”The Japanese equity market has been under pressure recently from a strengthening currency, a weakening global economy and the uncertainty caused by the Bank of Japan’s introduction in late January of a negative interest rate policy. We recognise these concerns, but think that the fears of many market participants are overdone.

As value investors we still see Japan as a fertile hunting ground.

A far greater percentage of listed companies have net cash on their balance sheets in Japan than in any other major market and net cash represents a greater percentage of market capitalisation, as shown below. Furthermore, many of those companies have significant unrealised gains on real estate holdings; and many have large holdings of listed equities, some for strategic business purposes, but some for no reason other than historic relationships.

The question that has occupied the minds of value investors like us has been how that value can be unlocked, used more efficiently and returned to investors when not needed for operational purposes. In that regard, we think that 2015 was a pivotal year for listed Japanese companies.

Discussion Paper by Miyajima & Ogawa: ”Convergence or Emerging Diversity? Understanding the impact of foreign investors on corporate governance in Japan”

”Abstract: The increasing share of foreign institutional investors has been a global phenomenon for the past few decades. Corporate ownership in Japan shifted from an insider‐dominated to outsider‐dominated structure after the banking crisis of 1997. On the role of increasing foreign ownership and its consequences, there are two competing views. The first view, or convergence view, is that foreign investors have high monitoring capability, and encourage improvements in the governance arrangements of firms, resulting in higher performance. Conversely, the skeptical view insists that they have a strong bias in their investment strategies and are less committed to a firm. Even though a correlation between foreign ownership and corporate polices and high performance could be observed, it could be superficial. Higher stock returns can be induced by their order demand, while performance can simply reflect foreign investors’ preference for high quality firms. To answer which view is more persuasive, this paper analyzes the impact of dramatic changes in the ownership structure on corporate governance, corporate policies, and firm value, with a focus on the role of foreign investors, particularly in Japan…………..”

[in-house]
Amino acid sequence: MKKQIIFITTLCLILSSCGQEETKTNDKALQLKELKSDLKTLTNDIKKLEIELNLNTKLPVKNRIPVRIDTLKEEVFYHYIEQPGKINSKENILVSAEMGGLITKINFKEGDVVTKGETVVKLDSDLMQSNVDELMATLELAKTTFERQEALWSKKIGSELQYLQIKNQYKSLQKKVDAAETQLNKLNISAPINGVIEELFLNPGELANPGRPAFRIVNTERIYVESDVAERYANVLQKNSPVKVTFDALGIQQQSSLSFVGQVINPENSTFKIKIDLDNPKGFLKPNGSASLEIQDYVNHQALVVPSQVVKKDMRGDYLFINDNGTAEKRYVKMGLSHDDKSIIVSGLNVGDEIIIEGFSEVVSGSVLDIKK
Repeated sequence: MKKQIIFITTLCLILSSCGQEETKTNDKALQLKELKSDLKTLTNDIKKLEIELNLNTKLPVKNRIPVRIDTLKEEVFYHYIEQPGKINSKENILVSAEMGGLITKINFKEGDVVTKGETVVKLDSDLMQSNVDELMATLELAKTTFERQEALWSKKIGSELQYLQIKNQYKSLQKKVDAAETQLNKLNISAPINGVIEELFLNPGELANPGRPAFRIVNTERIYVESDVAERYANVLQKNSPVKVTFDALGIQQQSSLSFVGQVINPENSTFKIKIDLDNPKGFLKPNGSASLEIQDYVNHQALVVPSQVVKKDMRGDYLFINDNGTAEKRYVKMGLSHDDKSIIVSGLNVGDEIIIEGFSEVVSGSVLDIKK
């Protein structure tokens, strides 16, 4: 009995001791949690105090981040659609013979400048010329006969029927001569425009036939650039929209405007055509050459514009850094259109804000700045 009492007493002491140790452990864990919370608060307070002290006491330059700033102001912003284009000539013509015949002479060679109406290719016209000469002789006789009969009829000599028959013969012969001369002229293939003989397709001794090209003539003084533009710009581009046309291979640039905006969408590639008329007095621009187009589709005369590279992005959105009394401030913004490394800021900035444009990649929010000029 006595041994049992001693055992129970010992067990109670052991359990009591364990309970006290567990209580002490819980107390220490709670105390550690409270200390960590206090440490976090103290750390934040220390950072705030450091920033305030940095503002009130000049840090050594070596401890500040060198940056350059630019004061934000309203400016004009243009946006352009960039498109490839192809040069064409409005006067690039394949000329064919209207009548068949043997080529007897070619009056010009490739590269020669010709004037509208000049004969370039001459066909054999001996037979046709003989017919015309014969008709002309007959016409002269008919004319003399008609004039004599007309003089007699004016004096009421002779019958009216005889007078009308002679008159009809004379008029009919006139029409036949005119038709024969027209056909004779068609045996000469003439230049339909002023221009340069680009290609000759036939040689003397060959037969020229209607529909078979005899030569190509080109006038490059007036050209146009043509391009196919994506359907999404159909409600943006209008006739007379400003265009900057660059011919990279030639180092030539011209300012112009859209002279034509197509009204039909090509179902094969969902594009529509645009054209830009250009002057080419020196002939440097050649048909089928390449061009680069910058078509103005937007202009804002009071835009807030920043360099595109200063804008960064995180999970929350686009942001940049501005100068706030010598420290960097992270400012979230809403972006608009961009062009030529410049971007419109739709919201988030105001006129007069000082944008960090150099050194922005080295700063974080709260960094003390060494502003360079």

Yumiko Miwa et al ”Professional Asset Managers and the Evolution of Corporate Governance in France and Japan: Lessons from a Questionnaire Survey”

”Abstract – A corporate governance system consists of a set of mechanisms which restrict managerial discretion. The constraints on managerial discretion in the Anglo-Saxon environment, considered as a benchmark, are usually described as being primarily driven by shareholder interests, whereas the French and Japanese systems are traditionally thought of as more stakeholder oriented. However, the increasing share of international ownership has had a significant impact on corporate governance in both countries over the last two decade